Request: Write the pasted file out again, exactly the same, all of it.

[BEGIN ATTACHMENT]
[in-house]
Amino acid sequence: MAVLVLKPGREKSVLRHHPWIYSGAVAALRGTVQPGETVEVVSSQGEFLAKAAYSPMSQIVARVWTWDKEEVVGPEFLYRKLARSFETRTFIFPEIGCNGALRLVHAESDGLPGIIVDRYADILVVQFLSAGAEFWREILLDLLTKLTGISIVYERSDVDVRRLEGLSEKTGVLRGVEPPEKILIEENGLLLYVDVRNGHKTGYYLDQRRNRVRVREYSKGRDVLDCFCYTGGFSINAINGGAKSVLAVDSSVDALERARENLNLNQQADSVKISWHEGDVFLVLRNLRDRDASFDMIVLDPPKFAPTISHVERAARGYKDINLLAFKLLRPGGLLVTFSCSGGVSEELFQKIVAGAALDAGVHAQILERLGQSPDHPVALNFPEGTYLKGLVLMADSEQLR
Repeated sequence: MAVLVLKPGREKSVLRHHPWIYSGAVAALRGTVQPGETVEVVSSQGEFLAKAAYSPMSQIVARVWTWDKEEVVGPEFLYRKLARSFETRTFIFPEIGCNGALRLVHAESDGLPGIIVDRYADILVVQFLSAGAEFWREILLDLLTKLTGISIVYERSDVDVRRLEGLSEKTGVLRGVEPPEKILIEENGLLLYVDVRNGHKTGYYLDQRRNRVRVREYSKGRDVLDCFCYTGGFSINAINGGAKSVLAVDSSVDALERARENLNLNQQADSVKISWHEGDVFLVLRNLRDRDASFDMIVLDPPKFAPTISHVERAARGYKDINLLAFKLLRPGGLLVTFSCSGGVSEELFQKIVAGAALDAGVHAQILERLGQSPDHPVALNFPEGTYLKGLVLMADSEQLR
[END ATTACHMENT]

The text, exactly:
[in-house]
Amino acid sequence: MAVLVLKPGREKSVLRHHPWIYSGAVAALRGTVQPGETVEVVSSQGEFLAKAAYSPMSQIVARVWTWDKEEVVGPEFLYRKLARSFETRTFIFPEIGCNGALRLVHAESDGLPGIIVDRYADILVVQFLSAGAEFWREILLDLLTKLTGISIVYERSDVDVRRLEGLSEKTGVLRGVEPPEKILIEENGLLLYVDVRNGHKTGYYLDQRRNRVRVREYSKGRDVLDCFCYTGGFSINAINGGAKSVLAVDSSVDALERARENLNLNQQADSVKISWHEGDVFLVLRNLRDRDASFDMIVLDPPKFAPTISHVERAARGYKDINLLAFKLLRPGGLLVTFSCSGGVSEELFQKIVAGAALDAGVHAQILERLGQSPDHPVALNFPEGTYLKGLVLMADSEQLR
Repeated sequence: MAVLVLKPGREKSVLRHHPWIYSGAVAALRGTVQPGETVEVVSSQGEFLAKAAYSPMSQIVARVWTWDKEEVVGPEFLYRKLARSFETRTFIFPEIGCNGALRLVHAESDGLPGIIVDRYADILVVQFLSAGAEFWREILLDLLTKLTGISIVYERSDVDVRRLEGLSEKTGVLRGVEPPEKILIEENGLLLYVDVRNGHKTGYYLDQRRNRVRVREYSKGRDVLDCFCYTGGFSINAINGGAKSVLAVDSSVDALERARENLNLNQQADSVKISWHEGDVFLVLRNLRDRDASFDMIVLDPPKFAPTISHVERAARGYKDINLLAFKLLRPGGLLVTFSCSGGVSEELFQKIVAGAALDAGVHAQILERLGQSPDHPVALNFPEGTYLKGLVLMADSEQLR